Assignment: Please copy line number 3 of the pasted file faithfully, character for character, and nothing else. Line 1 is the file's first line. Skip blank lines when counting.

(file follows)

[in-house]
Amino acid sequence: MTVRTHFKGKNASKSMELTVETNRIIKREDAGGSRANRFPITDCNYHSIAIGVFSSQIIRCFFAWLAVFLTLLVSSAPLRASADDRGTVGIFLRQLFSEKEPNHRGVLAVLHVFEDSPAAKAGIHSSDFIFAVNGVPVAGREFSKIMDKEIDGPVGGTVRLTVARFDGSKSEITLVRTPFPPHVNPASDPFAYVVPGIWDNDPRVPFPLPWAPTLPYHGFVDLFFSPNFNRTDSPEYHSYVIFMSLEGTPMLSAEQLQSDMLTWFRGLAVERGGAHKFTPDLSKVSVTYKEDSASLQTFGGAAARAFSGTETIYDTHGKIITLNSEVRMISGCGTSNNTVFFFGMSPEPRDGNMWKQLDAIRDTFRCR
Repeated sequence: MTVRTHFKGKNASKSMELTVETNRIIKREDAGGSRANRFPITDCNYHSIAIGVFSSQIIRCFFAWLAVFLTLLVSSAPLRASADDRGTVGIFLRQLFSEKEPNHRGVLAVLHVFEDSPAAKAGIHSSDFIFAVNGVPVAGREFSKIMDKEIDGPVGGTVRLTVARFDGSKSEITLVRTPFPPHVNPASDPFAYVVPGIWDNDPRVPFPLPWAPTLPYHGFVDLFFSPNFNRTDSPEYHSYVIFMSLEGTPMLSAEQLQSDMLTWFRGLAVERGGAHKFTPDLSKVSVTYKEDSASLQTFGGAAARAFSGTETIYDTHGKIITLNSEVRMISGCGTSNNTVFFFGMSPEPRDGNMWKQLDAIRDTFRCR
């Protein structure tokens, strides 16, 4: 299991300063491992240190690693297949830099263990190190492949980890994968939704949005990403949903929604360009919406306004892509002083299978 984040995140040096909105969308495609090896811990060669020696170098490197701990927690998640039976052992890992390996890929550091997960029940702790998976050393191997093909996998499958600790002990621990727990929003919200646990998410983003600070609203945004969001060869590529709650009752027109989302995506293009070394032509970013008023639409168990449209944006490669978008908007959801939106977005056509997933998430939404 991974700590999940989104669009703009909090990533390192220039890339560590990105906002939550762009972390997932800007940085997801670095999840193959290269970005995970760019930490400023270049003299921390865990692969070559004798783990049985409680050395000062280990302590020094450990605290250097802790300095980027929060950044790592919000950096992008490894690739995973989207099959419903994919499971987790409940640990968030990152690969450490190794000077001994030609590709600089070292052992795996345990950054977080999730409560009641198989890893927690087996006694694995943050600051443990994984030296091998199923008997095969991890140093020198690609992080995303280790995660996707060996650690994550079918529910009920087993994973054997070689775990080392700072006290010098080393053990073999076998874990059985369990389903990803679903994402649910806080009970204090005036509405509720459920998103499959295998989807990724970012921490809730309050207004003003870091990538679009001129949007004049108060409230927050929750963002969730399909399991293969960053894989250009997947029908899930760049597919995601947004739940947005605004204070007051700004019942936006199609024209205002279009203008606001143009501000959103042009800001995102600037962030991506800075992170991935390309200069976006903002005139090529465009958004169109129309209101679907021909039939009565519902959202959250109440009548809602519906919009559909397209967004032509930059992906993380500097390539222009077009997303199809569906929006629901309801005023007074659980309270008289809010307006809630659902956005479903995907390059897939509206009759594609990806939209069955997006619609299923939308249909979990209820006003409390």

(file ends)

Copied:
Repeated sequence: MTVRTHFKGKNASKSMELTVETNRIIKREDAGGSRANRFPITDCNYHSIAIGVFSSQIIRCFFAWLAVFLTLLVSSAPLRASADDRGTVGIFLRQLFSEKEPNHRGVLAVLHVFEDSPAAKAGIHSSDFIFAVNGVPVAGREFSKIMDKEIDGPVGGTVRLTVARFDGSKSEITLVRTPFPPHVNPASDPFAYVVPGIWDNDPRVPFPLPWAPTLPYHGFVDLFFSPNFNRTDSPEYHSYVIFMSLEGTPMLSAEQLQSDMLTWFRGLAVERGGAHKFTPDLSKVSVTYKEDSASLQTFGGAAARAFSGTETIYDTHGKIITLNSEVRMISGCGTSNNTVFFFGMSPEPRDGNMWKQLDAIRDTFRCR